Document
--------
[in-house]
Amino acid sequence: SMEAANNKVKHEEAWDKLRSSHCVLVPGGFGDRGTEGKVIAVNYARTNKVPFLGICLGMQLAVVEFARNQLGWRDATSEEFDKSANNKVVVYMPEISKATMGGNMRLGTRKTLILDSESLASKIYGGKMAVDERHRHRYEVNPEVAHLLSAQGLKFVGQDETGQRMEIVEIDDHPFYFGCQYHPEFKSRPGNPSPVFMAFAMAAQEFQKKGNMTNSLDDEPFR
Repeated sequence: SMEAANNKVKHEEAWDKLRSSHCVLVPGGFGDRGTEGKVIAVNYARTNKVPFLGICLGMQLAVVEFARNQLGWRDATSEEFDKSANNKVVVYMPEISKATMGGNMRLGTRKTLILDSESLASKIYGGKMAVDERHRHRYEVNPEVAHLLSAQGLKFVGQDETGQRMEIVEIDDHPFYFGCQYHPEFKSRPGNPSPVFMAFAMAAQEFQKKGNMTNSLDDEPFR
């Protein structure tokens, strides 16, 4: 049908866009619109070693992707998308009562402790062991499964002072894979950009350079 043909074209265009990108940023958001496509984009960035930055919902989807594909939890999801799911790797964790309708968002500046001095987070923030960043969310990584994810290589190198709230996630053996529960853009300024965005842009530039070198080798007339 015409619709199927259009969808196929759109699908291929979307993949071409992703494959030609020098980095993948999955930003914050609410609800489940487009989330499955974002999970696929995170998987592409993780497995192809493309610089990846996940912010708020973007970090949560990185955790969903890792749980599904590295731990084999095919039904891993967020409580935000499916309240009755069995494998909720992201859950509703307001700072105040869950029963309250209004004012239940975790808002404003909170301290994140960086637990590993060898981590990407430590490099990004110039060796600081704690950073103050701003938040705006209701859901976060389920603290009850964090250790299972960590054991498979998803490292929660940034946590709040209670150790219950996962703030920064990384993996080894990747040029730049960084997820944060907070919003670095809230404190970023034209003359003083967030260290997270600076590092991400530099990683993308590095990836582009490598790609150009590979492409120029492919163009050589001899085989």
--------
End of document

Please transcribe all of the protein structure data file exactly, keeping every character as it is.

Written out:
[in-house]
Amino acid sequence: SMEAANNKVKHEEAWDKLRSSHCVLVPGGFGDRGTEGKVIAVNYARTNKVPFLGICLGMQLAVVEFARNQLGWRDATSEEFDKSANNKVVVYMPEISKATMGGNMRLGTRKTLILDSESLASKIYGGKMAVDERHRHRYEVNPEVAHLLSAQGLKFVGQDETGQRMEIVEIDDHPFYFGCQYHPEFKSRPGNPSPVFMAFAMAAQEFQKKGNMTNSLDDEPFR
Repeated sequence: SMEAANNKVKHEEAWDKLRSSHCVLVPGGFGDRGTEGKVIAVNYARTNKVPFLGICLGMQLAVVEFARNQLGWRDATSEEFDKSANNKVVVYMPEISKATMGGNMRLGTRKTLILDSESLASKIYGGKMAVDERHRHRYEVNPEVAHLLSAQGLKFVGQDETGQRMEIVEIDDHPFYFGCQYHPEFKSRPGNPSPVFMAFAMAAQEFQKKGNMTNSLDDEPFR
């Protein structure tokens, strides 16, 4: 049908866009619109070693992707998308009562402790062991499964002072894979950009350079 043909074209265009990108940023958001496509984009960035930055919902989807594909939890999801799911790797964790309708968002500046001095987070923030960043969310990584994810290589190198709230996630053996529960853009300024965005842009530039070198080798007339 015409619709199927259009969808196929759109699908291929979307993949071409992703494959030609020098980095993948999955930003914050609410609800489940487009989330499955974002999970696929995170998987592409993780497995192809493309610089990846996940912010708020973007970090949560990185955790969903890792749980599904590295731990084999095919039904891993967020409580935000499916309240009755069995494998909720992201859950509703307001700072105040869950029963309250209004004012239940975790808002404003909170301290994140960086637990590993060898981590990407430590490099990004110039060796600081704690950073103050701003938040705006209701859901976060389920603290009850964090250790299972960590054991498979998803490292929660940034946590709040209670150790219950996962703030920064990384993996080894990747040029730049960084997820944060907070919003670095809230404190970023034209003359003083967030260290997270600076590092991400530099990683993308590095990836582009490598790609150009590979492409120029492919163009050589001899085989």